The Concept of Orphan Drugs for Orphan Diseases is Orphan in India

Though the percentage of patients suffering from ‘Rare Diseases’ in India is reportedly higher than the  world average, unfortunately even today such cases get little help from our government.

According to experts, diseases manifesting patients representing maximum 6 to 8 percent of the world population are defined as ‘Rare Diseases’ and most of such diseases being ‘Orphaned’ by the global pharmaceutical industry, mainly because of commercial considerations, are termed as ‘Orphan Diseases’. Consequently when any drug is developed specifically to treat an ‘Orphan or a Rare Disease’ condition is called an ‘Orphan Drug’.

According to SanOrphan SA, Geneva, Switzerland, around 65 percent of rare diseases are serious and disabling. More interestingly, about 250 new rare diseases are discovered each year, corresponding to five new rare diseases per week.

However, without appropriate ecosystem being in place, developing a new drug (Orphan Drug) specifically to treat a very small number of patient populations suffering from any particular type of rare disease through highly cost intensive R&D initiatives, generating a low return on investments, has been extremely challenging for any pharmaceutical company.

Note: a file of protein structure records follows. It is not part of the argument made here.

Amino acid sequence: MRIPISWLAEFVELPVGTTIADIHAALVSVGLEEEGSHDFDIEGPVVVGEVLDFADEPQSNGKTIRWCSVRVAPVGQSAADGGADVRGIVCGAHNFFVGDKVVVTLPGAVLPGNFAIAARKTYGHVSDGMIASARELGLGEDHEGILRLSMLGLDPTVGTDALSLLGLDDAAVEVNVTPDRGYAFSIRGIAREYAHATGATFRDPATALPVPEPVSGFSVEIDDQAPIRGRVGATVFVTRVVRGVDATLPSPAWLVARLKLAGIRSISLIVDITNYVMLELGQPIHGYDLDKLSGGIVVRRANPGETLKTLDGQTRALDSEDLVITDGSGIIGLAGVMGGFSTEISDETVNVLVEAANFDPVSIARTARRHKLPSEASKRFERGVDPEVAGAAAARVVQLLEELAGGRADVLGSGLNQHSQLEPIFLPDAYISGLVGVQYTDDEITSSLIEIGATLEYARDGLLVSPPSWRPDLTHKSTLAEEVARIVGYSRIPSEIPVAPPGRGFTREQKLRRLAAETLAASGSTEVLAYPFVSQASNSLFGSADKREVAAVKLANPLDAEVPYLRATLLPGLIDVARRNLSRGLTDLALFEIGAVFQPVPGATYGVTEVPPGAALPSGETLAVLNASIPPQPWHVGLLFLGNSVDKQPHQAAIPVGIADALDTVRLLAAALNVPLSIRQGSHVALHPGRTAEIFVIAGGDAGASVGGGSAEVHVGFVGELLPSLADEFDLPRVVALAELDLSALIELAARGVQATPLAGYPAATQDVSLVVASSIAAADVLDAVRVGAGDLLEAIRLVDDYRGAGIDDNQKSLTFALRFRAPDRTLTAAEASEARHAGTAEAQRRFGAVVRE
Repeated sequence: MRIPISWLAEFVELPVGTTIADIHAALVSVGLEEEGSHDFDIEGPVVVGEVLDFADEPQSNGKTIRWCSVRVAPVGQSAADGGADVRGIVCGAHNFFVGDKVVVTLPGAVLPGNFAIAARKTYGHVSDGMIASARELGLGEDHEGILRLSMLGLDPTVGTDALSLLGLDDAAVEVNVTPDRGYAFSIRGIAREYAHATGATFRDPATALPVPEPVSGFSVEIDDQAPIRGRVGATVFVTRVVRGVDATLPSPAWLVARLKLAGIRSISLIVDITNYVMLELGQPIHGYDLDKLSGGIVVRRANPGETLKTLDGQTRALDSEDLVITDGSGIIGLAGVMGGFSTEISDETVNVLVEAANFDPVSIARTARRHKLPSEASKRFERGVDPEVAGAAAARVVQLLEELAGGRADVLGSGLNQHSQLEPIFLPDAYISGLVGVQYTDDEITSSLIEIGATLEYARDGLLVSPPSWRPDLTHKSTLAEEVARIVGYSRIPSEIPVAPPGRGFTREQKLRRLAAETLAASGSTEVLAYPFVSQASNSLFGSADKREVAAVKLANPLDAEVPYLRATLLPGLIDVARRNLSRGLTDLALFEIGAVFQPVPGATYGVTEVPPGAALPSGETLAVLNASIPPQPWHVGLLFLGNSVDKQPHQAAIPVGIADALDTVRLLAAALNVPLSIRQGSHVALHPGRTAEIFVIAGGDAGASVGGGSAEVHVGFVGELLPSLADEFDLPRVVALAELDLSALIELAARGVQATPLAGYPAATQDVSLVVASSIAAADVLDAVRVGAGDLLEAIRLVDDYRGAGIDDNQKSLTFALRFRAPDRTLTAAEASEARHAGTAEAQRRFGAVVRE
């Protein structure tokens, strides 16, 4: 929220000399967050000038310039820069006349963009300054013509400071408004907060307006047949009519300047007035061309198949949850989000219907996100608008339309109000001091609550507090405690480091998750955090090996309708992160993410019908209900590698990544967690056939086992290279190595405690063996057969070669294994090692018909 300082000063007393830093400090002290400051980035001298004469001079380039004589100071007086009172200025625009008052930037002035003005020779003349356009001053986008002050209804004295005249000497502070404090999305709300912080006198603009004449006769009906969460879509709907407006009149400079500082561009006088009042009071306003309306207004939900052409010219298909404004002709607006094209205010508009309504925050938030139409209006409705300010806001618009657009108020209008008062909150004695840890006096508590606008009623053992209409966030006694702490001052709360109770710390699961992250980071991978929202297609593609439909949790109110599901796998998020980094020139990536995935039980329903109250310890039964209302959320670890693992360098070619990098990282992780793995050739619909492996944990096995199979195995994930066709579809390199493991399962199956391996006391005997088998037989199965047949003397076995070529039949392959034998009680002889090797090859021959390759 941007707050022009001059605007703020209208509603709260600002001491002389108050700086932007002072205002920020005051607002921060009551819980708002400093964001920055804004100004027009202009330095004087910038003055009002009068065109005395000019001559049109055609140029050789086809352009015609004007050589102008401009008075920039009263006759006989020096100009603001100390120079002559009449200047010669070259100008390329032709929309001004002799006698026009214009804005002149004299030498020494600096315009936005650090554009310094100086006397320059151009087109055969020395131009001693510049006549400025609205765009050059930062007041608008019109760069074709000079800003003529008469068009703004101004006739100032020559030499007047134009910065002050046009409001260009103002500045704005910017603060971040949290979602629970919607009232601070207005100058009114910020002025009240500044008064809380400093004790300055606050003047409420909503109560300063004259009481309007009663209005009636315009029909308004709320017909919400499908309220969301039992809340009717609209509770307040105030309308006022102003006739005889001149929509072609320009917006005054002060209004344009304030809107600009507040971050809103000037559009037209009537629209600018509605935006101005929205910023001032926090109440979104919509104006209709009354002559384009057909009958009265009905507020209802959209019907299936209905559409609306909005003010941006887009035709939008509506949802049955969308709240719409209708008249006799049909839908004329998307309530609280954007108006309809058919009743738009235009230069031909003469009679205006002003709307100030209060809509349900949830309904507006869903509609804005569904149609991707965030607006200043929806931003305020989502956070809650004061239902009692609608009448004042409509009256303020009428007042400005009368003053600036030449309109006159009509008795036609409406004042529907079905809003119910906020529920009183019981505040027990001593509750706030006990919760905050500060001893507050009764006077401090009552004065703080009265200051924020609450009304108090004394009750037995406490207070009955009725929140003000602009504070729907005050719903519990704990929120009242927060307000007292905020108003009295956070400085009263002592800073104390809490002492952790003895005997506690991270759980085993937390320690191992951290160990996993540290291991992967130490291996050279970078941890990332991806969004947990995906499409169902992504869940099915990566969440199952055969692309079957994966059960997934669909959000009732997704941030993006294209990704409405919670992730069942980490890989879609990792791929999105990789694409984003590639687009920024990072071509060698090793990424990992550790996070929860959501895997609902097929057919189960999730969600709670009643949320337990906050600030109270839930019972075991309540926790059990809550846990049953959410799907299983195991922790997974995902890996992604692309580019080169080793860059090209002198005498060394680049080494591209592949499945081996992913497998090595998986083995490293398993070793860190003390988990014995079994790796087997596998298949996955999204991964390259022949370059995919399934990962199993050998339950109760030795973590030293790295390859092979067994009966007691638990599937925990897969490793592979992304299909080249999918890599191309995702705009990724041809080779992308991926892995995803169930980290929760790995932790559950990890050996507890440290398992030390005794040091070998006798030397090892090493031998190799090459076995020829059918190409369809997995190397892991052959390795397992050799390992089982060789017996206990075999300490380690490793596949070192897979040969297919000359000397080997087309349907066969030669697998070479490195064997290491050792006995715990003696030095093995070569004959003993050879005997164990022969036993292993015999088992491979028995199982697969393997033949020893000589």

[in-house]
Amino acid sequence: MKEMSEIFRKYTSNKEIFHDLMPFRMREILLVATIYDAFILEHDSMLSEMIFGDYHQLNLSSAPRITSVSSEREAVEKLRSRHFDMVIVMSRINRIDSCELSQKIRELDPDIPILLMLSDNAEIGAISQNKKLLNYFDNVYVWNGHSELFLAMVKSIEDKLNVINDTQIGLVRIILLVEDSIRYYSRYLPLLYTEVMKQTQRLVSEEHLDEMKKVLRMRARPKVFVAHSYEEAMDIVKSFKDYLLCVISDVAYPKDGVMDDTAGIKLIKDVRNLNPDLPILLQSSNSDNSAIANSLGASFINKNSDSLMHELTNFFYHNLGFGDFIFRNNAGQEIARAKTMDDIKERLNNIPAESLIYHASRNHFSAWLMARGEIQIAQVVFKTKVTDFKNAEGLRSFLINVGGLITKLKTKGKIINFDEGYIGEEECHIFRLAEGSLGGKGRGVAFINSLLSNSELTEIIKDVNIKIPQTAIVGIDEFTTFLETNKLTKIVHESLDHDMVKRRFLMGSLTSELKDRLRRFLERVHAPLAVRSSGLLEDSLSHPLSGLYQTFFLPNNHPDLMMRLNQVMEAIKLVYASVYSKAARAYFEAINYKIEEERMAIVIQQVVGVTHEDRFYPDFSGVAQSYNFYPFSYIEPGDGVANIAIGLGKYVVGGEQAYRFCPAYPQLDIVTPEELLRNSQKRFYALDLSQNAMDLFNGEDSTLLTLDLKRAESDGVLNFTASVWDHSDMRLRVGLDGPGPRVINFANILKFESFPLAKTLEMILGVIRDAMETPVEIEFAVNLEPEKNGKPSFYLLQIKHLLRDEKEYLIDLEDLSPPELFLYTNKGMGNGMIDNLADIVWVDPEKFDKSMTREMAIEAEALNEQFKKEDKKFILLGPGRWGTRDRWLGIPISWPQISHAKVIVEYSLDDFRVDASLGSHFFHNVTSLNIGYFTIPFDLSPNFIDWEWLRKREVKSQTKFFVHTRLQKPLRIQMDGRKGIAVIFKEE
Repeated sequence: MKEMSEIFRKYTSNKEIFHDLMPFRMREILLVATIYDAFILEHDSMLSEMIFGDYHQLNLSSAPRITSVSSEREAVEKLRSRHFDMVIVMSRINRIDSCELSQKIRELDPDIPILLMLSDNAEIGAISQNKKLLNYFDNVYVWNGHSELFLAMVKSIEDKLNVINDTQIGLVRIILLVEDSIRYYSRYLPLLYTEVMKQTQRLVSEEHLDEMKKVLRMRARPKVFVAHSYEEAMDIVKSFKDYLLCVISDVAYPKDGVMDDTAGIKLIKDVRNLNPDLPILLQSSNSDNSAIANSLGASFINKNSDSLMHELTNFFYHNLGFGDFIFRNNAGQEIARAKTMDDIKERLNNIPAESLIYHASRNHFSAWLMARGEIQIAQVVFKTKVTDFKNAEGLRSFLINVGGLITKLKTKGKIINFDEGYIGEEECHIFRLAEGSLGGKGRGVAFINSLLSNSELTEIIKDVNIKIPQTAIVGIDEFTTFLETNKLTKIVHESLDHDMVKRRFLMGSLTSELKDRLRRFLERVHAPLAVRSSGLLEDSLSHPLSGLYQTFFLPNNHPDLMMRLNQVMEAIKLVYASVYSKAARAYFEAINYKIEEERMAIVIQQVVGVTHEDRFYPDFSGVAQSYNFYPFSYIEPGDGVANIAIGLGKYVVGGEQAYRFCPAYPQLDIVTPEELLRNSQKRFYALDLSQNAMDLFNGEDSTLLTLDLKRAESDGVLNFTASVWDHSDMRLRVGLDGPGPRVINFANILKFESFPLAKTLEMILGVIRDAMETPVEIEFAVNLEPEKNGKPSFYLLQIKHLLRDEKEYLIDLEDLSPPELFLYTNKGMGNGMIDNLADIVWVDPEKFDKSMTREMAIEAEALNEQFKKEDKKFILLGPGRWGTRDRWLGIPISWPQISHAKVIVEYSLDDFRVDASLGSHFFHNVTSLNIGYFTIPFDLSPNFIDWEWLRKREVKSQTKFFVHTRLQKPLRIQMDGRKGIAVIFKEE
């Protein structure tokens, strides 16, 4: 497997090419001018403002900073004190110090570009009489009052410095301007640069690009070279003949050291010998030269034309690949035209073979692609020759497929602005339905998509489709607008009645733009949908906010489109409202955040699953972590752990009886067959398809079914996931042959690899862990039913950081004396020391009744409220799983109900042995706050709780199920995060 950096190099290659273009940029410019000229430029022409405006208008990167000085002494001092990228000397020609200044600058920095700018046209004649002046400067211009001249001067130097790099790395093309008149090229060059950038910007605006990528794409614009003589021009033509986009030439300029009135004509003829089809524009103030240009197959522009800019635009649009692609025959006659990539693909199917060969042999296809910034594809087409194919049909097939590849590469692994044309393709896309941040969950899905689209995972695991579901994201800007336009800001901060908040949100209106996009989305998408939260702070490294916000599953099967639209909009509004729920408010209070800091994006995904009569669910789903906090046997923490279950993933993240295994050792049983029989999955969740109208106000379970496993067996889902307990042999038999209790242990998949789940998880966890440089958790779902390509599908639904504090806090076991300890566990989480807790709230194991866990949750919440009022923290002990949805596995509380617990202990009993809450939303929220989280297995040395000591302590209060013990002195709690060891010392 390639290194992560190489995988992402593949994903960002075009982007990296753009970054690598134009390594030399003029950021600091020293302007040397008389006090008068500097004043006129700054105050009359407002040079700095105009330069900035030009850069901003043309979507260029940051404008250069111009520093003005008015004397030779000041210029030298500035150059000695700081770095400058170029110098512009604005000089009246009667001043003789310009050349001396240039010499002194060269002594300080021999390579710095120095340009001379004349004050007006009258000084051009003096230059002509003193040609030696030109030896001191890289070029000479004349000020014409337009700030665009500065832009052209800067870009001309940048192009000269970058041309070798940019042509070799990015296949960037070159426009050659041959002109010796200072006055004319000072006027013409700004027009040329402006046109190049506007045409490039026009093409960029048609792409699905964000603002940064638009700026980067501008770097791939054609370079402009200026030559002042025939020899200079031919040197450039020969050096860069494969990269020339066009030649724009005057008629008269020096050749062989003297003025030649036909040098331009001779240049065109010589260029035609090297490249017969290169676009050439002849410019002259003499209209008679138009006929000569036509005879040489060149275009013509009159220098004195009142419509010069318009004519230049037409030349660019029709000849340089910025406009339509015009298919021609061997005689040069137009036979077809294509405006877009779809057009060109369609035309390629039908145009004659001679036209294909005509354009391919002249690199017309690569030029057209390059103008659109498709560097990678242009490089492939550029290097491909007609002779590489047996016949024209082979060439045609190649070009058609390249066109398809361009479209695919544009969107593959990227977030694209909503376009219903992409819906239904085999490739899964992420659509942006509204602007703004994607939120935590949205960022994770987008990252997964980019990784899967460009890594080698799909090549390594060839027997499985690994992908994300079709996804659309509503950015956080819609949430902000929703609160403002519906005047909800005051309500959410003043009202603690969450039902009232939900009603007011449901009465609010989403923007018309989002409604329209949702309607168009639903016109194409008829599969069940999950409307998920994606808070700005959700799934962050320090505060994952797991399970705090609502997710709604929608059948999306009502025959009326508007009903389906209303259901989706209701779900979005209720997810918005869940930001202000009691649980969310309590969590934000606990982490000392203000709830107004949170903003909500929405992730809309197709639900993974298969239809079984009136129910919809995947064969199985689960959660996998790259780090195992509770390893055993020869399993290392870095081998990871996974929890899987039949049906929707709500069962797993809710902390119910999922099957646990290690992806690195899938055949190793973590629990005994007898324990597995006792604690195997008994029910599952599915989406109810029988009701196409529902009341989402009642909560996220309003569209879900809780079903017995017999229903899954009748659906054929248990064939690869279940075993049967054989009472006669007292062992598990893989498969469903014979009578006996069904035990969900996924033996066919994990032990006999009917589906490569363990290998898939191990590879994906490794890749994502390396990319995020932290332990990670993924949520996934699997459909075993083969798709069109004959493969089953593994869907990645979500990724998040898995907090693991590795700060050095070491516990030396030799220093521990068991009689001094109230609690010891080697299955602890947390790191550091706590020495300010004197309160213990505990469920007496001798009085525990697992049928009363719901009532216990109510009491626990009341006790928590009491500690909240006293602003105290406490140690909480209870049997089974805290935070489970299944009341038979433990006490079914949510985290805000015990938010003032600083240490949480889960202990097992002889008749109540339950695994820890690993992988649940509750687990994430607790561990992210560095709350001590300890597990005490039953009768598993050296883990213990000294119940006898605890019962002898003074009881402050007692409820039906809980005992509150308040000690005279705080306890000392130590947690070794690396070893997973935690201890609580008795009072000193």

The challenge and the need:

Public awareness drives for ‘Orphan Diseases’ first originated in the USA with the formation of a rare disease support group representing around 200,000 patients suffering from such ailments.

However, very limited market especially for those ‘Orphan Drugs’ , which are meant for the treatment of a single rare disease, has been discouraging the large pharmaceutical players to make major R&D investments for such molecules, as mentioned above.

In response to the public awareness campaigns and at the same time understanding the commercial imperatives of the pharmaceutical companies in developing “Orphan Drugs’, a path breaking legislation was formulated by the U.S government way back in 1983, known as ‘Orphan Drugs Act (ODA)’. The key purpose of ODA was to incentivize R&D initiatives for such drugs to treat around 25 million Americans suffering from ‘Orphan Diseases’.

Though similar legal and policy interventions are of utmost importance to allay the sufferings of millions of patients fighting rare diseases in India, precious little has been initiated in this direction by the government, thus far.

Orphan Drugs in the USA:

U.S Food and Drug Administration (US-FDA) provides orphan status to drugs and biologics which are defined as:

  • Those intended for the safe and effective treatment, diagnosis or prevention of rare diseases/disorders that affect fewer than 200,000 people in the U.S.
  • Or, those affect more than 200,000 persons but are not expected to recover the costs of developing and marketing a treatment drug.